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''Huaxia'' is a historical concept representing the Chinese nation and civilization, and came from the self-awareness of a common cultural ancestry by the various confederacy (pre-Qin) era Han Chinese people.


Etymology


According to the ''Zuo zhuan'', ''xia'' () signified the "grandness" in the ceremonial etiquette of China, while ''hua'' () was used in reference to the "beauty" in the clothing that the Chinese people wore ().

History



Origin

Huaxia refers to a confederation of tribes—living along the Yellow River—who were the ancestors of what later became the Han ethnic group in China. During the Warring States (475–221 BCE), the self-awareness of the Huaxia identity developed and took hold in ancient China. Initially, ''Huaxia'' defined mainly a civilized society that was distinct and stood in contrast to what was perceived as the barbaric peoples around them.

Modern usage

Although still used in conjunction, the Chinese characters for ''hua'' and ''xia'' are also used separately as autonyms. The official Chinese names of both the People's Republic of China (PRC) and the Republic of China (ROC) use the term ''Huaxia'' in combination with the term ''Zhongguo'' (, translated as "Middle Kingdom"), that is, as ''Zhonghua'' (). The PRC's official Chinese name is ''Zhonghua Renmin Gongheguo'' (), while that of the ROC is ''Zhonghua Minguo'' (). The term ''Zhongguo'' is confined by its association to a state, whereas ''Zhonghua'' mainly concerns culture. The latter is being used as part of the nationalist term ''Zhōnghuá Mínzú'' which is an all Chinese nationality in the sense of a multi-ethnic national identity. The term ''Huaren'' () for a Chinese person is an abbreviation of ''Huaxia'' with ''ren'' (, person). ''Huaren'' in general is used for people of Chinese ethnicity, in contrast to ''Zhongguoren'' () which usually (but not always) refers to citizens of China. Although some may use ''Zhongguoren'' to refer to the Chinese ethnicity, such usage is not accepted by some in Taiwan. In overseas Chinese communities in countries such as Singapore and Malaysia, ''Huaren'' or ''Huaqiao'' (overseas Chinese) is used as they are not citizens of China.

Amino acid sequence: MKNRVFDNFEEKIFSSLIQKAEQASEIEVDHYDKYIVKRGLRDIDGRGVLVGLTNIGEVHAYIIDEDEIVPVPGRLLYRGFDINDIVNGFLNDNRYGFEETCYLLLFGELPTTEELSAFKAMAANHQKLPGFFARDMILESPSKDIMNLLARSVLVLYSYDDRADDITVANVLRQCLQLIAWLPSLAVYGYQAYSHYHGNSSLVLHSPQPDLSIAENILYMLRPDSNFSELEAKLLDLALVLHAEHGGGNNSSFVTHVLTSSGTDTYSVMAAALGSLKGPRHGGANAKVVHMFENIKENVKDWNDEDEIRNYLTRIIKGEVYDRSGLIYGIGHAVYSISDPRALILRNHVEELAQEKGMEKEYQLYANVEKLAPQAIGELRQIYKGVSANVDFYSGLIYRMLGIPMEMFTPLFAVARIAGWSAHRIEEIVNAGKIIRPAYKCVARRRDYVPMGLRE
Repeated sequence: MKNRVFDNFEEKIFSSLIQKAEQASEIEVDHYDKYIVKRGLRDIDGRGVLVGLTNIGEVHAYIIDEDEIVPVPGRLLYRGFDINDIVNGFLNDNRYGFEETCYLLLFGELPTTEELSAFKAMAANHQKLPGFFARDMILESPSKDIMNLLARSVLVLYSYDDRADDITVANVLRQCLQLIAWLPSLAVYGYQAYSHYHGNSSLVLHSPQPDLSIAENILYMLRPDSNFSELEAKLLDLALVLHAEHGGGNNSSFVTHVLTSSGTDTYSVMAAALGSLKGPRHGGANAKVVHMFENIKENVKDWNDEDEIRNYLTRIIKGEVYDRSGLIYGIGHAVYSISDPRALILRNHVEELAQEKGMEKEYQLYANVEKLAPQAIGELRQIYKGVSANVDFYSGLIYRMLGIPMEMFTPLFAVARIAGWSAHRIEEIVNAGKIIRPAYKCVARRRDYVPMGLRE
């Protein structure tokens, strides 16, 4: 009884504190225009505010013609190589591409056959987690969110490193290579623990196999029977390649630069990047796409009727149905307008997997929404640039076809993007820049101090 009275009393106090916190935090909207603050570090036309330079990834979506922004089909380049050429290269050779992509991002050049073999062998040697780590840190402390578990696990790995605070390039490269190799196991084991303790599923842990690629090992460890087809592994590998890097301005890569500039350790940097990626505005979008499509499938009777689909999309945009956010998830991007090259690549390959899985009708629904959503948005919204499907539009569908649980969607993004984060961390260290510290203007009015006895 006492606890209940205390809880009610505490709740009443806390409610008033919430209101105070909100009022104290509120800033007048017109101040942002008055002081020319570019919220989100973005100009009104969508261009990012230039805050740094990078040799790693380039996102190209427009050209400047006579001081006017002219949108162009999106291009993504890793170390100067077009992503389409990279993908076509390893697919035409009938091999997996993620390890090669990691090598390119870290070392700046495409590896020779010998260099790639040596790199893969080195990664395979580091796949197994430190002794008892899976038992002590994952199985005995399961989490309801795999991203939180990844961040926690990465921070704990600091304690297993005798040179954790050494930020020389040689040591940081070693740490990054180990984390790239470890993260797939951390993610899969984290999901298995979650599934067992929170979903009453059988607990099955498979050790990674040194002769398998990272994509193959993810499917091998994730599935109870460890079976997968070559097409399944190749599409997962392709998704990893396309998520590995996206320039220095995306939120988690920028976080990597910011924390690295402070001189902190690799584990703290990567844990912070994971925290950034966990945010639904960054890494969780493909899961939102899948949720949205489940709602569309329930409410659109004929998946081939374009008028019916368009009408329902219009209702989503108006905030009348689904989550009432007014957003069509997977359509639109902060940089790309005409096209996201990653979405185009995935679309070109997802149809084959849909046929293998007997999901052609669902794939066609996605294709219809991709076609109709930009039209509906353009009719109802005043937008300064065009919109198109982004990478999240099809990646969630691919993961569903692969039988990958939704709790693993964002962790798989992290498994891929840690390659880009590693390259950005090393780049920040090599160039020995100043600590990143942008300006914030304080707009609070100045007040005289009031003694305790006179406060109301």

See also


* Yan Huang Zisun, literally the "Descendants of Yan and Huang" * Zhongyuan, the central regions associated with Huaxia * Zhonghua (disambiguation)


References


{{Reflist Category:Ancient peoples of China Category:Chinese words and phrases Category:Han Chinese Category:Names of China